The watchdog has issued cautionary advice that companies and investors should view ‘pro forma’ financial statements ‘with appropriate and healthy scepticism’.
A slew of hi-tech companies have opted to release financial statements using pro forma numbers instead of using GAAP, as the former usually paints a rosier picture of a company’s performance.
Pro forma proponents range from market leaders like Cisco to companies such as Amazon, which has yet to make any profit.
The SEC said that pro forma numbers are useful, but potentially misleading if used alone. It also issued an Investor Alert that describes how pro forma financials should be analysed.
‘Because pro forma financial information by its very nature departs from traditional accounting conventions, its use can make it hard for investors to compare an issuer’s financial information with other reporting periods and with other companies,’ the SEC said.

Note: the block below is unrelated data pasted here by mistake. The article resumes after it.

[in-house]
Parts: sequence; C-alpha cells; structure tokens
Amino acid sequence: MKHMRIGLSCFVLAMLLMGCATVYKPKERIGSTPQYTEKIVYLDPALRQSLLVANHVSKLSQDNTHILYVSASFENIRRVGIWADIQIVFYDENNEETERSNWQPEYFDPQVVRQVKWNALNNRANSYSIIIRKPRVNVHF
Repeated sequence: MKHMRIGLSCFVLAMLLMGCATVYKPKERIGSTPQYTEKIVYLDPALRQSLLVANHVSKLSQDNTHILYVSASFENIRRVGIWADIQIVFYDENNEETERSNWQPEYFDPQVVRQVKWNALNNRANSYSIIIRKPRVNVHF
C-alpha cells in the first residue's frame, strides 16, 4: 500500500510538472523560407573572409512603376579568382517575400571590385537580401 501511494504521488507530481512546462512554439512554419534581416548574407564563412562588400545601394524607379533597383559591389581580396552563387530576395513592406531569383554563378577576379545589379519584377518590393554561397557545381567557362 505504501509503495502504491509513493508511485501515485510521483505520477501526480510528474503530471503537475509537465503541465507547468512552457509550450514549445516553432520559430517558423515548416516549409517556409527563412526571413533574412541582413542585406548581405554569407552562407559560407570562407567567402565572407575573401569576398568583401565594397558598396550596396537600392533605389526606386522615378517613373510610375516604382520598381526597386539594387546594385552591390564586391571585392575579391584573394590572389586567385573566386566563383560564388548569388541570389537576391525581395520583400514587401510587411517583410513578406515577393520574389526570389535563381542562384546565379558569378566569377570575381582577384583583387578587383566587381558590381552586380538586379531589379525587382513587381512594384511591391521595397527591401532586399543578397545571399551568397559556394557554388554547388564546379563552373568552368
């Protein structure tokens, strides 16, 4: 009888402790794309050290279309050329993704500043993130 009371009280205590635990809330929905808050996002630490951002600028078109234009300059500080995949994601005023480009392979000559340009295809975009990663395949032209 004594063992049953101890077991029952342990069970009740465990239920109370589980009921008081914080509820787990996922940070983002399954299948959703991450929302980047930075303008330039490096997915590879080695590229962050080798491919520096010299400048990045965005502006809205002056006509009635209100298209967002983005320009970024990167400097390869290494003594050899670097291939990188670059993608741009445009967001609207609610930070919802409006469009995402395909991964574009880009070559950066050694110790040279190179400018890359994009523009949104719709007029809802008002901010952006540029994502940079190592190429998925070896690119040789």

The regulator added that the anti-fraud provisions of the federal securities laws apply to a company issuing pro forma financial information.
According to the SEC, because pro forma information is derived by selected editing of financial reports compiled in accordance with GAAP, companies should be particularly mindful of their obligation not to mislead investors when using this information.
Financial Executives International and the National Investor Relations Institute have jointly developed the guidelines on pro forma reporting.
Louis Thompson, chief executive at the NIRI, said: ‘We think the SEC has struck the right chord in dealing with pro forma reporting.’
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